The dorm life revolves around people you live with and the relationships fostered with them. At Choate, there is a lot of dorm pride (especially when it comes to the annual dorm softball season). People tend to form a close bond with the people they live with, especially during freshman year. Dorms come in all sizes, ranging from 10 people living in a senior house to over 70 in Memorial House (the freshman boys' dormitory). Rooms are predominantly doubles and singles. Before entering as a new student, Choate sends you a rooming questionnaire so that the school can pair you up with the best possible roommate (or give you a single, if that is the preference you indicate on the form). After your first year, you enter the housing lottery with the people you want to live with, and luck will determine where you get to live the next year. If you're craving food after the dining hall closes, Chinese food and pizza vendors come to campus at 9pm on weeknights.
1.) Describe the dining arrangements at your school.
All students share one large dining hall, which many say resembles Hogwarts from Harry Potter. Dining is buffet/all-you-can-eat style, and there is a very broad selection of food: salad bar, sandwich bar, soup, pizza, pasta, some kind of meat, and a different grill item each day. Generally, the quality of the food is great. The only downside about the dining hall is that it is only open during meal times and not throughout the entire day. However, students who are hungry after class can venture to the "Tuck Shop" located in the Student Activities Center. There, you can fulfill your craving for freshly made burger, fries, and wings. Twice a week for lunch, there is "sit-down lunch," in which students are assigned seating with at least one faculty member at each table. Although many students dislike this program, since it takes some potential after-lunch free time away, these lunches provide for great community, conversation, and friendship as you start talking to people you do not usually interact with.
1.) Describe the school's town and surrounding area.
Wallingford, CT is a small, quiet town but comes with all the usual conveniences that a student needs. There is a Wal-Mart two miles from campus, and a movie theater a little further away. Both are popular destinations for Choate students on weekends. On Sundays, the school runs a shuttle service to both locations. Wallingford has great restaurants for students who need a little more variety that school food can't provide. Archie Moore's is famous for its buffalo wings, while Half Moon is an Italian restaurant frequently populated by Choaties. Those are just two of the many excellent dining options around town. Also, Wallingford has its own train station and is nicely located in between New York City and Boston. Multiple trains run everyday from Wallingford to New Haven, and from there, it's easy access to NYC or Boston by train. Day trips to NYC on some Saturdays with friends were some of my favorite memories.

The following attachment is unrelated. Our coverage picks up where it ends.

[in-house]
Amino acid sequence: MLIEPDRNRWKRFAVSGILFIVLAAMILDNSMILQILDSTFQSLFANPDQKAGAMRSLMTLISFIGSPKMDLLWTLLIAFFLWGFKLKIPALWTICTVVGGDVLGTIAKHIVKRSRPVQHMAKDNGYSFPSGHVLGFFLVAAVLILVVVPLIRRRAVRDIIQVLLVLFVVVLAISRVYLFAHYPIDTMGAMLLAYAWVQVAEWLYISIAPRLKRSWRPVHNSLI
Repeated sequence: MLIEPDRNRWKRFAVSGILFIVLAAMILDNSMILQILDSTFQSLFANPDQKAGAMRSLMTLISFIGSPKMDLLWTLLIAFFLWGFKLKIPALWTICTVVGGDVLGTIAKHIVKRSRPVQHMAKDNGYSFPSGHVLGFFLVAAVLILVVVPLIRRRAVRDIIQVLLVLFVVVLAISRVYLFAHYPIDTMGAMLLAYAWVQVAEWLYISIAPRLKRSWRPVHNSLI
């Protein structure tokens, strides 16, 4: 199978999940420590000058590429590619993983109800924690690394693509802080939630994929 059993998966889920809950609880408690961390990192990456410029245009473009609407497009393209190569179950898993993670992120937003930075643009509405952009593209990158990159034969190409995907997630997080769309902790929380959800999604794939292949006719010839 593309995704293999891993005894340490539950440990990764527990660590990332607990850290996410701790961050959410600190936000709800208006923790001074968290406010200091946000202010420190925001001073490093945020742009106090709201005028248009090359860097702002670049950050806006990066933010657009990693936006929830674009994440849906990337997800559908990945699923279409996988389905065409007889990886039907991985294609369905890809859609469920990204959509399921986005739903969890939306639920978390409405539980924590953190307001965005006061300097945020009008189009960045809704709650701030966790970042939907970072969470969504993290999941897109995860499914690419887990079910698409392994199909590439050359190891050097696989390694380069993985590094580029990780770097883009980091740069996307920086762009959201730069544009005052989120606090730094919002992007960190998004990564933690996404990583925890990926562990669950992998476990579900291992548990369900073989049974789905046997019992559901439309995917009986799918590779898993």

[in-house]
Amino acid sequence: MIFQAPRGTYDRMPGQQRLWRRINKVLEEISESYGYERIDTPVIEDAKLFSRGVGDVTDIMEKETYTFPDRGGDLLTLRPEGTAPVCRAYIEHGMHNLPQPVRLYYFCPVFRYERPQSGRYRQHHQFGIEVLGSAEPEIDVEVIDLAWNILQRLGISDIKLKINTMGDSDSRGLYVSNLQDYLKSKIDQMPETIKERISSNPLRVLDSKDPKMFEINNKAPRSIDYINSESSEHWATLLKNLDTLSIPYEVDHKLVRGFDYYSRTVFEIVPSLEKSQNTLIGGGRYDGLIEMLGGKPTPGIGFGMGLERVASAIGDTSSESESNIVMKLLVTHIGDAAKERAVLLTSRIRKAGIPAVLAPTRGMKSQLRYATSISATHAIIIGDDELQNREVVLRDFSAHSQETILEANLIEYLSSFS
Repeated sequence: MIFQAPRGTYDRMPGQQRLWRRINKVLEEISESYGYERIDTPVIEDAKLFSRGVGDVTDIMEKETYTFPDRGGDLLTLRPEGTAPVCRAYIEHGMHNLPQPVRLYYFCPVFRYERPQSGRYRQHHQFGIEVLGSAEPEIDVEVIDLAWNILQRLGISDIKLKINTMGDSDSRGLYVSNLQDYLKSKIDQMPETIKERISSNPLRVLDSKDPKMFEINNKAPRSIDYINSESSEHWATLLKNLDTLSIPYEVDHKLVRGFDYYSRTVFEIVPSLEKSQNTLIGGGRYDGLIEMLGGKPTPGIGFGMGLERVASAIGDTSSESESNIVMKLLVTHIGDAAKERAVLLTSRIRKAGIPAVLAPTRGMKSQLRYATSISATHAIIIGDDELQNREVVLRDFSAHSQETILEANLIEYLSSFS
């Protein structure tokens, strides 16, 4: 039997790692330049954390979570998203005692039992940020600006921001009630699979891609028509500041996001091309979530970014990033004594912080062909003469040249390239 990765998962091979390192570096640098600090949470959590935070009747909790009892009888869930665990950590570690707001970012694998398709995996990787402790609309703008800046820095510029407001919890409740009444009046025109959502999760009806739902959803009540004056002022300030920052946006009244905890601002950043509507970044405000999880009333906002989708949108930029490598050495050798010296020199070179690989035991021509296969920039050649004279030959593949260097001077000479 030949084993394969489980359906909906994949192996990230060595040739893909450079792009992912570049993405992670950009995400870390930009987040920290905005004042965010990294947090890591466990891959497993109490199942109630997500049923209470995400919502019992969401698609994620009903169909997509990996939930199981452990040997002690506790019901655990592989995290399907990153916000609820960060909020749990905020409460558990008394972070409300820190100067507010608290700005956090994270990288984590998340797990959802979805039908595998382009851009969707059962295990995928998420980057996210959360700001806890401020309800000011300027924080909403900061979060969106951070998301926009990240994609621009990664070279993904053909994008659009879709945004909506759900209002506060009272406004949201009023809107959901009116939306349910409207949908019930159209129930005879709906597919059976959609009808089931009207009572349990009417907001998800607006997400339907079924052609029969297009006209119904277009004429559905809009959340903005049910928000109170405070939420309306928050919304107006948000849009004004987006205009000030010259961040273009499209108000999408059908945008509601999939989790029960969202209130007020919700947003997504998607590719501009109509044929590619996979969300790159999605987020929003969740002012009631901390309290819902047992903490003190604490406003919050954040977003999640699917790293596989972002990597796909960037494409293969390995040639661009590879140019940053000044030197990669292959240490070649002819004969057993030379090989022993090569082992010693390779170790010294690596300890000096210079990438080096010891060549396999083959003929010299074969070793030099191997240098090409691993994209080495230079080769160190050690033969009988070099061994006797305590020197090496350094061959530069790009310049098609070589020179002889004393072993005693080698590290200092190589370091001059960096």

2.) Describe the social life at your school - what did you like most about it?
You form very close bonds with the people you live with, but at the same time, there are also numerous opportunities to make new friends through clubs, music ensembles, and sports teams. Choate is an environment that fosters friendships that will last beyond graduation.
|8:00 AM||AP Environmental Science|
|9:00 AM||AP Calculus AB|
|10:00 AM||International Economics|
|2:00 PM||Comparative Literature|
|3:30 PM||Go to soccer practice|
|7:30 PM||Study hours|
|9:00 PM||Study break, buy food from vendors|
|1:00 AM||Go to bed|
|11:00 AM||Wake up, go to brunch at the dining hall|
|2:00 PM||Go to a home game|
|4:30 PM||Practice my instrument in the Arts Center|
|6:00 PM||Go out to dinner in town with friends|
|7:00 PM||Catch a movie after dinner|
|9:30 PM||Go to the dance on campus|
|11:30 PM||Curfew, check in with advisers back at the dorm|
|12:00 PM||Hang out with friends in the dorm|
|2:00 AM||Go to bed|